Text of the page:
Burns is hardly the only Hur­ri­cane grate­ful for the im­pact Mor­ris has had on his life. Ear­lier this year, dozens of for­mer play­ers re­turned to Miami for the base­ball team’s pre­sea­son ban­quet and alumni game. Later, many of those for­mer play­ers sur­prised Mor­ris with a sort of roast in his honor at a Co­conut Grove ho­tel, re­gal­ing him with sto­ries and their mem­o­ries of their for­mer coach.

When the Hur­ri­canes hosted UCF last month, Knights coach Greg Love­lady — who was the catcher for both of Miami’s na­tional cham­pi­onship teams un­der Mor­ris — pre­sented the coach with an in­scribed wooden replica of home plate that re­calls some of the time the two spent to­gether.

To­day, that gift is dis­played promi­nently in Mor­ris’ of­fice, a sign of the bond be­tween the coach and his mentee.

“You re­mem­ber all the great things he’s done for the pro­gram and to take what coach [Ron Fraser] re­ally built and con­tinue that, it can’t be easy,” Love­lady said of Mor­ris. “You look at all the cham­pi­onships, the trips to the World Se­ries, he’s done such a great job with that and just in col­lege base­ball in gen­eral. He’s been one of the pi­o­neers of tak­ing this game and mov­ing it for­ward to what it is to­day. I’m grate­ful for ev­ery­thing he’s done, not just for me, but for the pro­gram and for col­lege base­ball in gen­eral. … It’s just weird to think about the Univer­sity of Miami base­ball pro­gram with­out Coach Mor­ris in the du­gout, lead­ing the way. … He’s done so many pos­i­tive things for the pro­gram.”

Mor­ris, who has of­ten said he wouldn’t be at Miami with­out Fraser’s en­cour­age­ment or with­out the com­mit­ment given to him by late UM ath­letic di­rec­tor Paul Dee, doesn’t know what will come next, once he takes off that Miami uni­form for the last time.

He plans to spend time with his fam­ily, in­clud­ing his wife, Nhan, and 6-year-old son, Will, both of whom are reg­u­lar visi­tors at Mark Light Field, along with the fam­ily dog, Bent­ley. There may be a few rounds of golf and some ses­sions at the gym. Maybe he’ll even pur­sue a kind of sec­ond ca­reer in real es­tate, which has al­ways been one of his hob­bies.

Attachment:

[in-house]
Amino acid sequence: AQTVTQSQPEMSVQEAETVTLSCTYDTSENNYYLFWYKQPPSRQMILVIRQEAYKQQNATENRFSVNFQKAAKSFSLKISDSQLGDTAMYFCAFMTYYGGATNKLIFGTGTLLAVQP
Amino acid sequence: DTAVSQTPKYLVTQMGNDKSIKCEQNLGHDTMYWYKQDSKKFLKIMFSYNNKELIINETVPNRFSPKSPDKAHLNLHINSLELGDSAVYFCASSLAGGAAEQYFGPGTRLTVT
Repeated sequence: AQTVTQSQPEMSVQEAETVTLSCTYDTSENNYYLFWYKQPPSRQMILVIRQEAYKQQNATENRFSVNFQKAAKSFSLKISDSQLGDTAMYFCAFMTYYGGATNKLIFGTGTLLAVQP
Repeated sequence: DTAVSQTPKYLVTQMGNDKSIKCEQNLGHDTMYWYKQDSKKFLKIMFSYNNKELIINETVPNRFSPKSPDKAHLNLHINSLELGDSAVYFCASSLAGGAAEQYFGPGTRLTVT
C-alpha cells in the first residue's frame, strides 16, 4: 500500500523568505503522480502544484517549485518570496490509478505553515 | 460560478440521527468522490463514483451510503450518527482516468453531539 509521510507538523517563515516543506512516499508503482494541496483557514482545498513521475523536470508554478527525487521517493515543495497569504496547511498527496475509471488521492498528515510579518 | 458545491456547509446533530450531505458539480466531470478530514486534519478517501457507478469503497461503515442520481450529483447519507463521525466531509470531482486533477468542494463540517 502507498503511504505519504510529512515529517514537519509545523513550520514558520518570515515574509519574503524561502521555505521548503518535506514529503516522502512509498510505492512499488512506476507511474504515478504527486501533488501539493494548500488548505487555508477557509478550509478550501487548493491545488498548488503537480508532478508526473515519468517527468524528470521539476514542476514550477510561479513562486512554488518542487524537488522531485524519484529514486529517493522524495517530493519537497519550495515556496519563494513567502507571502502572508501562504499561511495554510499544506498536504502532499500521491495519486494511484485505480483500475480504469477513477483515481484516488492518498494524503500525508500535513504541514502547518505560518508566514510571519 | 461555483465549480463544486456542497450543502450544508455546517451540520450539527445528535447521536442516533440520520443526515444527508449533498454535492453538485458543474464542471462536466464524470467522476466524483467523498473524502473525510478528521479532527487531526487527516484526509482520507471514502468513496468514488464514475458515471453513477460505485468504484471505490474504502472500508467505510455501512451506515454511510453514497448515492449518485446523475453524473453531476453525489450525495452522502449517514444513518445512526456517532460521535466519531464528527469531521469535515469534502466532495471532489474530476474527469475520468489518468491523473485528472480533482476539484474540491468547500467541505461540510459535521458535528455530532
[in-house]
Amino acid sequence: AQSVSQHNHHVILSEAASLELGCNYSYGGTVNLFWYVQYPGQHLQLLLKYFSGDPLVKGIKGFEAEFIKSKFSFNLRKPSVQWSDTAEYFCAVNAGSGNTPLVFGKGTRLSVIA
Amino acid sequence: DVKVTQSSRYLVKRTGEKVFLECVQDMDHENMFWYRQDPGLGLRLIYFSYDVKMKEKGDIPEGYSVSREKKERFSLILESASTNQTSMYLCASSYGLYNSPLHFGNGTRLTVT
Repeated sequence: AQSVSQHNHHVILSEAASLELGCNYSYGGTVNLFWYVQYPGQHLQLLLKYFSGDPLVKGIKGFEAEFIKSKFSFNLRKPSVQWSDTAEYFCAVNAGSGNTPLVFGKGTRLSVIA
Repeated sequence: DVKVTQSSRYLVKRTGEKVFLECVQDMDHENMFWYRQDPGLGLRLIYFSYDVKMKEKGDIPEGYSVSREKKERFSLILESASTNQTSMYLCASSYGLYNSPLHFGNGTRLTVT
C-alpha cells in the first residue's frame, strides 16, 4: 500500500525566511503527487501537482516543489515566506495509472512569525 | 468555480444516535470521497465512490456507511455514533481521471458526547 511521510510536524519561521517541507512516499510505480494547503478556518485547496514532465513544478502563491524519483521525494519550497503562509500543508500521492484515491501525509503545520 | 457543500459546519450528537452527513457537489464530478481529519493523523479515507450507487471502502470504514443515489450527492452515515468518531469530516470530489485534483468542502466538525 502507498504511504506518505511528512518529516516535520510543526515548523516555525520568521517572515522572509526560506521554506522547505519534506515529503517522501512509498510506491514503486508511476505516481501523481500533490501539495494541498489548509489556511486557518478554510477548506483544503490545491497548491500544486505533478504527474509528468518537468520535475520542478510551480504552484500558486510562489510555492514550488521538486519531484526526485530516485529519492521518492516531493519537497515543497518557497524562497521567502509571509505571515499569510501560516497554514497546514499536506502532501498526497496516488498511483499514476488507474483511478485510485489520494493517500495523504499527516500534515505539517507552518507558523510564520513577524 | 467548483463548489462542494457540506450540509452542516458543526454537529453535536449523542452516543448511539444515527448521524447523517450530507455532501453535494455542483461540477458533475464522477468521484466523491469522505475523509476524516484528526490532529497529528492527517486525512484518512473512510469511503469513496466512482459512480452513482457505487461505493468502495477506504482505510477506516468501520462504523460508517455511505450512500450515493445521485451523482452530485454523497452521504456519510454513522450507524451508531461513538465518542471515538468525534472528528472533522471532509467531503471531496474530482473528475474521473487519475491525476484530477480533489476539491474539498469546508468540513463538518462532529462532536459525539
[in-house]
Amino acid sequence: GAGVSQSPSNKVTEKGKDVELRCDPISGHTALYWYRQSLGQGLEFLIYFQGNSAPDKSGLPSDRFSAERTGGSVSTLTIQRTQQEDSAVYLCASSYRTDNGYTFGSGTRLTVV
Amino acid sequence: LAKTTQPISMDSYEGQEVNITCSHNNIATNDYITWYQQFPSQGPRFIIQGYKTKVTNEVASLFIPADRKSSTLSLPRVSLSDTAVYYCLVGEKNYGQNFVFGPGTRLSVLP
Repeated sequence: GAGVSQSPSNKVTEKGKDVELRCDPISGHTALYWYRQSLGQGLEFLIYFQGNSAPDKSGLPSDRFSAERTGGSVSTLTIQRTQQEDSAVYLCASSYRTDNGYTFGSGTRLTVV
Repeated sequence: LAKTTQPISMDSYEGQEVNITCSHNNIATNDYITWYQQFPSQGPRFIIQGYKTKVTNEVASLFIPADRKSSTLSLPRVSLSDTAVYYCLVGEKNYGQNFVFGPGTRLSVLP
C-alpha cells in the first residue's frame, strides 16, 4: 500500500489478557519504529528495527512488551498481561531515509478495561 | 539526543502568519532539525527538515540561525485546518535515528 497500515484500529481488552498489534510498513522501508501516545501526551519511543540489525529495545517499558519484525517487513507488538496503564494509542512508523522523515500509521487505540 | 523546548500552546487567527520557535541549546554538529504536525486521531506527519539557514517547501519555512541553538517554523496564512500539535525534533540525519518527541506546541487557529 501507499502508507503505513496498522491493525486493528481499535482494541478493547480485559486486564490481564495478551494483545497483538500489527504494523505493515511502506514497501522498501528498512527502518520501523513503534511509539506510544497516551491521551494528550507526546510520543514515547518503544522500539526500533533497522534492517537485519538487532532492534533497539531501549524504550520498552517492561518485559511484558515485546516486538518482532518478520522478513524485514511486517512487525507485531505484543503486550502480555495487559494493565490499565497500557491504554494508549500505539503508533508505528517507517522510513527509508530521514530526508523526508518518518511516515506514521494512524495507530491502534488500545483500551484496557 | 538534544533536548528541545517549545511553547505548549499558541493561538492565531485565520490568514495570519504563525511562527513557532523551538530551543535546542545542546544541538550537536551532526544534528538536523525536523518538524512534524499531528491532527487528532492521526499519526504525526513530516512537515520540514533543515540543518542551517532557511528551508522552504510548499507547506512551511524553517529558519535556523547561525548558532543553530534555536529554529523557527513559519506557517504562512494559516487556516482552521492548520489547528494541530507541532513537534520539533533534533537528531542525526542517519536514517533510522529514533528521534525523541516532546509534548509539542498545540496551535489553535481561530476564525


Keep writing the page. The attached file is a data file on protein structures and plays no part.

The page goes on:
For now, Mor­ris says he doesn’t fore­see him­self pur­su­ing op­por­tu­ni­ties in base­ball — or even coach­ing Will’s youth league team. Af­ter two tough sea­sons dur­ing which the Hur­ri­canes have strug­gled, he ac­knowl­edges it’s the right time for him to leave the du­gout.

That will might mean tak­ing a break from the game that has de­fined much of his life since child­hood.

He ex­pects it will be bit­ter­sweet once the fi­nal out of his fi­nal game — when­ever that may be — is recorded.

“I’ll miss go­ing on the field, that’s for sure,” Mor­ris said. “But it’s the right time for me. I’m 68 years old and I’ve spent 41 years as a head coach. I’ve had all the fun and pun­ish­ment any per­son de­serves. There’s been a lit­tle bit of both, but I’ve al­ways had a lot more fun. … I’ll miss the play­ers and the com­pe­ti­tion. There’s so much that has made this spe­cial.”

“I’ll miss go­ing on the field, that’s for sure.” Jim Mor­ris, UM base­ball head coach


In Feb­ru­ary, Univer­sity of Miami head coach Jim Mor­ris, left, and Florida At­lantic Univer­sity head coach John McCor­mack greeted each other be­fore a game in Boca Ra­ton.


Dur­ing his 25 years in Miami, Jim Mor­ris has led the Hur­ri­canes to 13 Col­lege World Se­ries ap­pear­ances and two na­tional ti­tles.